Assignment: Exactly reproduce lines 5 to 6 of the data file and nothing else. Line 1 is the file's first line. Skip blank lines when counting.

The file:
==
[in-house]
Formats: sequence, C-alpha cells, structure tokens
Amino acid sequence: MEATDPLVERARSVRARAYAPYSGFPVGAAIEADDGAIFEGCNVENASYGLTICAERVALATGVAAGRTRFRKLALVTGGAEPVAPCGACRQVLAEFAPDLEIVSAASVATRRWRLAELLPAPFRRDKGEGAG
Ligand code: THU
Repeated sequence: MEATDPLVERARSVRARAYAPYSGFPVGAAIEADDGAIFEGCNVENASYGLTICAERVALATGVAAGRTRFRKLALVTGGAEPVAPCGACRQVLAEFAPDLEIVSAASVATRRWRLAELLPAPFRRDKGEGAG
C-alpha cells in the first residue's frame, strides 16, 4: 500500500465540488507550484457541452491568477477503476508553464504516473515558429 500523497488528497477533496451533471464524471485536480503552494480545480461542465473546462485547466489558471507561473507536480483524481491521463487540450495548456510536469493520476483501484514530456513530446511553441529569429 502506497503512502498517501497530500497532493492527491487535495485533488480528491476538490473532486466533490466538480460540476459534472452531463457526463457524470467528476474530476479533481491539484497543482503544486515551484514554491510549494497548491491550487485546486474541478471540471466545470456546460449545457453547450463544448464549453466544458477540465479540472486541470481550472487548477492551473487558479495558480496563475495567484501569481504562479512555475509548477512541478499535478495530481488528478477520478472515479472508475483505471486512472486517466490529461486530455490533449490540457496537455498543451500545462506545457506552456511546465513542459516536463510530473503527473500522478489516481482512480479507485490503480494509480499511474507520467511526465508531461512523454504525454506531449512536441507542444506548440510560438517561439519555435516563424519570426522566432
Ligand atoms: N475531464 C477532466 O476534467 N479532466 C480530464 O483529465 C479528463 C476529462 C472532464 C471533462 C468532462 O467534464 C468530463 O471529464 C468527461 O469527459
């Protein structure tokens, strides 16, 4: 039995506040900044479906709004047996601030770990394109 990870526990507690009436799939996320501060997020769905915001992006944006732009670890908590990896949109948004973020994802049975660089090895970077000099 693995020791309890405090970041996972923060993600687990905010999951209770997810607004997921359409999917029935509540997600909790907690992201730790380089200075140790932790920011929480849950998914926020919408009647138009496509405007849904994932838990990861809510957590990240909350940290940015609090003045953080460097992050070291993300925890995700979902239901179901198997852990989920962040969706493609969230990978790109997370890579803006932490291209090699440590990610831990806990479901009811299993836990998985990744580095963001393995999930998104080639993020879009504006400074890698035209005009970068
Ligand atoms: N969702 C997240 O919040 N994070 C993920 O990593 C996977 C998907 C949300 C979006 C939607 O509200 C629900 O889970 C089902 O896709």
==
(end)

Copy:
Repeated sequence: MEATDPLVERARSVRARAYAPYSGFPVGAAIEADDGAIFEGCNVENASYGLTICAERVALATGVAAGRTRFRKLALVTGGAEPVAPCGACRQVLAEFAPDLEIVSAASVATRRWRLAELLPAPFRRDKGEGAG
C-alpha cells in the first residue's frame, strides 16, 4: 500500500465540488507550484457541452491568477477503476508553464504516473515558429 500523497488528497477533496451533471464524471485536480503552494480545480461542465473546462485547466489558471507561473507536480483524481491521463487540450495548456510536469493520476483501484514530456513530446511553441529569429 502506497503512502498517501497530500497532493492527491487535495485533488480528491476538490473532486466533490466538480460540476459534472452531463457526463457524470467528476474530476479533481491539484497543482503544486515551484514554491510549494497548491491550487485546486474541478471540471466545470456546460449545457453547450463544448464549453466544458477540465479540472486541470481550472487548477492551473487558479495558480496563475495567484501569481504562479512555475509548477512541478499535478495530481488528478477520478472515479472508475483505471486512472486517466490529461486530455490533449490540457496537455498543451500545462506545457506552456511546465513542459516536463510530473503527473500522478489516481482512480479507485490503480494509480499511474507520467511526465508531461512523454504525454506531449512536441507542444506548440510560438517561439519555435516563424519570426522566432